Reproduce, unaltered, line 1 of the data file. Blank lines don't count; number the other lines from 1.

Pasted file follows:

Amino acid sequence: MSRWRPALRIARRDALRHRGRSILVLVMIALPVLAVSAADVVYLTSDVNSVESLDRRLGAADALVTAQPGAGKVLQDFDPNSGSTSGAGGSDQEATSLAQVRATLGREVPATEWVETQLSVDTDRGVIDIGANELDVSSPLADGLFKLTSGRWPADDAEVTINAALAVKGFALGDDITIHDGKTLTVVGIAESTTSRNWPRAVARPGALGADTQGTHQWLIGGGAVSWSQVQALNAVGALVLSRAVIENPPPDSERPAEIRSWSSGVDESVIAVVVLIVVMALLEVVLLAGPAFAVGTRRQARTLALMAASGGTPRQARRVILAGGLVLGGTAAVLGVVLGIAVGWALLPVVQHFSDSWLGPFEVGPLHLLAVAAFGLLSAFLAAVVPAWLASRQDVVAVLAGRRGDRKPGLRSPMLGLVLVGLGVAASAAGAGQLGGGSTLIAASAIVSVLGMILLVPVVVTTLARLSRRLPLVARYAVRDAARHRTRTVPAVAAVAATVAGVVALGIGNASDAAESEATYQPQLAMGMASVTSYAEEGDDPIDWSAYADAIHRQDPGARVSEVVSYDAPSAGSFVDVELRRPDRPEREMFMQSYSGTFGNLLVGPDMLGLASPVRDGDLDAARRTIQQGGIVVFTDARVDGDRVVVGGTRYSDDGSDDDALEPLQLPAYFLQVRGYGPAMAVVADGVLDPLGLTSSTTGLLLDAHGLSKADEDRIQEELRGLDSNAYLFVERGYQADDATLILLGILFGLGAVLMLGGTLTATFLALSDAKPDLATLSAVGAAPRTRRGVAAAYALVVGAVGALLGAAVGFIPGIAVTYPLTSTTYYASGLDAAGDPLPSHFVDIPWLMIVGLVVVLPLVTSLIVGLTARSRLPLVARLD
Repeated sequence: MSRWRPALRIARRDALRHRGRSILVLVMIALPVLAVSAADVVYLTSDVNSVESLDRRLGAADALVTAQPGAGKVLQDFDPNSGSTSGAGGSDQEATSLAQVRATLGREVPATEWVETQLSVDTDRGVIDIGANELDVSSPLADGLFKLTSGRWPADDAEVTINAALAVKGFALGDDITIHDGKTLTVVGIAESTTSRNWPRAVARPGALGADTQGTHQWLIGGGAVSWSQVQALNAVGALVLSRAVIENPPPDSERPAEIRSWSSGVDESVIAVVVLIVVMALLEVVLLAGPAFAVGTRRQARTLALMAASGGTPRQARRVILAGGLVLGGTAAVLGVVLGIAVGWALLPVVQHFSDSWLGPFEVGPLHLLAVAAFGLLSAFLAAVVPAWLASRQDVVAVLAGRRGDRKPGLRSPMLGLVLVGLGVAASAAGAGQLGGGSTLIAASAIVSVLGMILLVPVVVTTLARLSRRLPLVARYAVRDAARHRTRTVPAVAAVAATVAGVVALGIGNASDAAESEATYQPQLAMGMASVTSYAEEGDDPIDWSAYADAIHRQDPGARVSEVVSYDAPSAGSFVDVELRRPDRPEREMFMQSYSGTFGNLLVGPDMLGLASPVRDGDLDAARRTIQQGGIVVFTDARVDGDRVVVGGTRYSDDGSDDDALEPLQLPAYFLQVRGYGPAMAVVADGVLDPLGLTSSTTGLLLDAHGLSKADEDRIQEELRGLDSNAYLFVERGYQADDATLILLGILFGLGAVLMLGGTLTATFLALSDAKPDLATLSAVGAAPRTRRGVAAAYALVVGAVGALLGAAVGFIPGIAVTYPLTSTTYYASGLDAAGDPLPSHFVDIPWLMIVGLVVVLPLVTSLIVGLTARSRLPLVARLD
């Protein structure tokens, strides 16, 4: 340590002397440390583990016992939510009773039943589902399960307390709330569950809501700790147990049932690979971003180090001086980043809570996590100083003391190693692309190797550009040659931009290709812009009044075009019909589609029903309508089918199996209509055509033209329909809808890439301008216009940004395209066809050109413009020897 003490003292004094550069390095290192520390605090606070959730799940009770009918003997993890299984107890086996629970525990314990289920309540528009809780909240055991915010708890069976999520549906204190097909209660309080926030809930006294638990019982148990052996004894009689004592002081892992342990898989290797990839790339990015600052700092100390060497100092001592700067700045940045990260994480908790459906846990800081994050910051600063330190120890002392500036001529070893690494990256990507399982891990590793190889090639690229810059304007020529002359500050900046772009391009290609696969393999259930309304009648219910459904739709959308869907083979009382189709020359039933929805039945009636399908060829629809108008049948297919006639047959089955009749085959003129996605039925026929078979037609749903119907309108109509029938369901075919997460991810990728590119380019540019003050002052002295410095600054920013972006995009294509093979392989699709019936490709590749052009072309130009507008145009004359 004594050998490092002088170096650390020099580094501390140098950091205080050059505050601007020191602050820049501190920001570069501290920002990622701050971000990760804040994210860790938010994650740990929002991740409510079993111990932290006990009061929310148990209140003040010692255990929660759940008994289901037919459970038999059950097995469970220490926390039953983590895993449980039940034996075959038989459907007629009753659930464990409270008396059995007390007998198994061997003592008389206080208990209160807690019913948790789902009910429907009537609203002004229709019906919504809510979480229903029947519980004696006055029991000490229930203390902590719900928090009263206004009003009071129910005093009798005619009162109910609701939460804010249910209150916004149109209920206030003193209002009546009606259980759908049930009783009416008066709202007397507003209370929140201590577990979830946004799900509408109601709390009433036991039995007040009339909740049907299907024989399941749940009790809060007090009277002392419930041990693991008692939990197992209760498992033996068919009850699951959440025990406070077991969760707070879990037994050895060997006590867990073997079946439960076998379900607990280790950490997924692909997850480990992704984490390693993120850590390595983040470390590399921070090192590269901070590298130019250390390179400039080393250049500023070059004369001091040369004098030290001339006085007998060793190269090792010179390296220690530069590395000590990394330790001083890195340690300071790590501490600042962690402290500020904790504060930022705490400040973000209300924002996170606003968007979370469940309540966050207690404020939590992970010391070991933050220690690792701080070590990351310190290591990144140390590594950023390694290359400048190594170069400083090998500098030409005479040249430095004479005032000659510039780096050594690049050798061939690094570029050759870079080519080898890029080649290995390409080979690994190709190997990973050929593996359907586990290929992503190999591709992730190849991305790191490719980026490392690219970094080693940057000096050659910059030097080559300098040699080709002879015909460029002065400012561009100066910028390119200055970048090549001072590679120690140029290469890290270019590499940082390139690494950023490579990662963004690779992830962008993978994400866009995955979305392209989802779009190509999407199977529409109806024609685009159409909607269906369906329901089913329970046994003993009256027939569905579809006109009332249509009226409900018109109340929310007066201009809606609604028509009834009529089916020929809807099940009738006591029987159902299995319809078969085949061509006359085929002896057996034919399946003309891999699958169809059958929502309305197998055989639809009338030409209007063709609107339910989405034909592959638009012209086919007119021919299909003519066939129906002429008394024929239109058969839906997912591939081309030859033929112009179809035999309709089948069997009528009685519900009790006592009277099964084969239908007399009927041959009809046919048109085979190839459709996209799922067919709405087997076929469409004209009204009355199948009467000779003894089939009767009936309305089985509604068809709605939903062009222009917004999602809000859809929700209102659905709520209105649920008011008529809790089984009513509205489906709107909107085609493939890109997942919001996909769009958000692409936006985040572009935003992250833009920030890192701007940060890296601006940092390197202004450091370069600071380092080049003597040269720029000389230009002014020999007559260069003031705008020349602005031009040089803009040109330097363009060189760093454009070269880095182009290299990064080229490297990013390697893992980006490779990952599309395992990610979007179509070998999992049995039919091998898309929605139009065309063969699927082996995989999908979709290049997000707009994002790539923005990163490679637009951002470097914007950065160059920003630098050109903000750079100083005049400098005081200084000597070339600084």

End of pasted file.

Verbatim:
Amino acid sequence: MSRWRPALRIARRDALRHRGRSILVLVMIALPVLAVSAADVVYLTSDVNSVESLDRRLGAADALVTAQPGAGKVLQDFDPNSGSTSGAGGSDQEATSLAQVRATLGREVPATEWVETQLSVDTDRGVIDIGANELDVSSPLADGLFKLTSGRWPADDAEVTINAALAVKGFALGDDITIHDGKTLTVVGIAESTTSRNWPRAVARPGALGADTQGTHQWLIGGGAVSWSQVQALNAVGALVLSRAVIENPPPDSERPAEIRSWSSGVDESVIAVVVLIVVMALLEVVLLAGPAFAVGTRRQARTLALMAASGGTPRQARRVILAGGLVLGGTAAVLGVVLGIAVGWALLPVVQHFSDSWLGPFEVGPLHLLAVAAFGLLSAFLAAVVPAWLASRQDVVAVLAGRRGDRKPGLRSPMLGLVLVGLGVAASAAGAGQLGGGSTLIAASAIVSVLGMILLVPVVVTTLARLSRRLPLVARYAVRDAARHRTRTVPAVAAVAATVAGVVALGIGNASDAAESEATYQPQLAMGMASVTSYAEEGDDPIDWSAYADAIHRQDPGARVSEVVSYDAPSAGSFVDVELRRPDRPEREMFMQSYSGTFGNLLVGPDMLGLASPVRDGDLDAARRTIQQGGIVVFTDARVDGDRVVVGGTRYSDDGSDDDALEPLQLPAYFLQVRGYGPAMAVVADGVLDPLGLTSSTTGLLLDAHGLSKADEDRIQEELRGLDSNAYLFVERGYQADDATLILLGILFGLGAVLMLGGTLTATFLALSDAKPDLATLSAVGAAPRTRRGVAAAYALVVGAVGALLGAAVGFIPGIAVTYPLTSTTYYASGLDAAGDPLPSHFVDIPWLMIVGLVVVLPLVTSLIVGLTARSRLPLVARLD